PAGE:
Strong stories are buried deep on all sides of the Rwandan story. Many are full of pain and suffering, and in some cases the divisions continue. But there is hope. Stories like the one we filmed today.
A Tutsi widow, who lost her husband and most of her family in the genocide. A bright Hutu boy, whose father is in jail for participating in the genocide. After his father’s conviction, the boy’s mother left him to fend for himself. Despite good grades he had to look for work. The widow offered the boy a job cleaning and doing odd jobs. As she learned of his needs, she helped him – she paid his school fees and allowed him to study after work. And eventually, she took him in as her own son. In his eyes she didn’t see a Hutu, the son of a killer, someone of another ethnicity. She saw a boy, a person in need of help.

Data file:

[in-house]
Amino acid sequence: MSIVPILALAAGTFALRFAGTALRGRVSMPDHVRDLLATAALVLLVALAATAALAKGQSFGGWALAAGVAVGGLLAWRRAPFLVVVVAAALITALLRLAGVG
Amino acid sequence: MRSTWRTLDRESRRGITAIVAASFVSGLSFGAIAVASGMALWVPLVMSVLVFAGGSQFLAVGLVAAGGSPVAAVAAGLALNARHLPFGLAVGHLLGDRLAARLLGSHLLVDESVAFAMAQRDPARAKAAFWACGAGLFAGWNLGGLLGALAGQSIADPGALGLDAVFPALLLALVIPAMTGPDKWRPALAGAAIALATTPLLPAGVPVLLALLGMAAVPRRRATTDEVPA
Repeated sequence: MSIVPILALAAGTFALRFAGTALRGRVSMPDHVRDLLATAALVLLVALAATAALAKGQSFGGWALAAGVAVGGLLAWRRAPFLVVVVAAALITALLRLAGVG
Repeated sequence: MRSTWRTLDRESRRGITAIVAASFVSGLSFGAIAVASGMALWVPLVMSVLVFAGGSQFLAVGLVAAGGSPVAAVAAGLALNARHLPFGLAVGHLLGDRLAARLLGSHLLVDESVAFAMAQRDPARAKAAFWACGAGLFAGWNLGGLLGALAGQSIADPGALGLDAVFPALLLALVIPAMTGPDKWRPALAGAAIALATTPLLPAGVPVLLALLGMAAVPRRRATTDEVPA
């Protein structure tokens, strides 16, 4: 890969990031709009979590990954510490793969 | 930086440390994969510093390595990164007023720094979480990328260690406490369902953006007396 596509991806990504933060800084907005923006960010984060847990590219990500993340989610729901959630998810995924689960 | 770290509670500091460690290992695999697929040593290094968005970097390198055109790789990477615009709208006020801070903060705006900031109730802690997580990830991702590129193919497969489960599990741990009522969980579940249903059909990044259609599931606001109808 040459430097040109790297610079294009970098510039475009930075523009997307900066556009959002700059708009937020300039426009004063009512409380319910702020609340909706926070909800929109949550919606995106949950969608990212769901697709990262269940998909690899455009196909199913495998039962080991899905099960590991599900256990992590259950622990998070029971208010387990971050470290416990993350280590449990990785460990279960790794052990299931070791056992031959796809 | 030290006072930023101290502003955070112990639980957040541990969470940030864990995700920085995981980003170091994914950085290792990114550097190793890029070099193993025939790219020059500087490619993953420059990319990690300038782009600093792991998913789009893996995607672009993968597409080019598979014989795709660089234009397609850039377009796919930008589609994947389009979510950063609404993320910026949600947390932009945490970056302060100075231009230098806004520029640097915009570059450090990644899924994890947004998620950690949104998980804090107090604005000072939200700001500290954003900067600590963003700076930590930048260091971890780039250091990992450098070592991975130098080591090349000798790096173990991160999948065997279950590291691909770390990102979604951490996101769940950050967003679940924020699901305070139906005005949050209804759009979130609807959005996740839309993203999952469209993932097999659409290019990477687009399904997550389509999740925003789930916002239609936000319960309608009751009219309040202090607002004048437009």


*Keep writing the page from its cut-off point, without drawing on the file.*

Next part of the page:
Our translator, Grace, became emotional as she heard the story of a Hutu taking in a Tutsi. It is a rare and beautiful thing for forgiveness to be so complete and so real.
Still enjoying the RED… click the picture above to see a full-size frame capture. All natural lighting…
Click here to see a gallery of our trip so far.
Filming continues to go well here in Rwanda. Today we loaded up a little Robinson R-44 helicopter, and took a flight around Kigali and the surrounding area. We shot like mad – me with a 5D and my 70-200, Lyn with a 5D and 24-70, and Jesse on the RED. In the 60 minutes flying time we encountered three rainstorms, lots of sun, overcast, dense city, sparse farmland and a rainy, windy airport to welcome us home. Total damage: about 20GB of stills and moving images.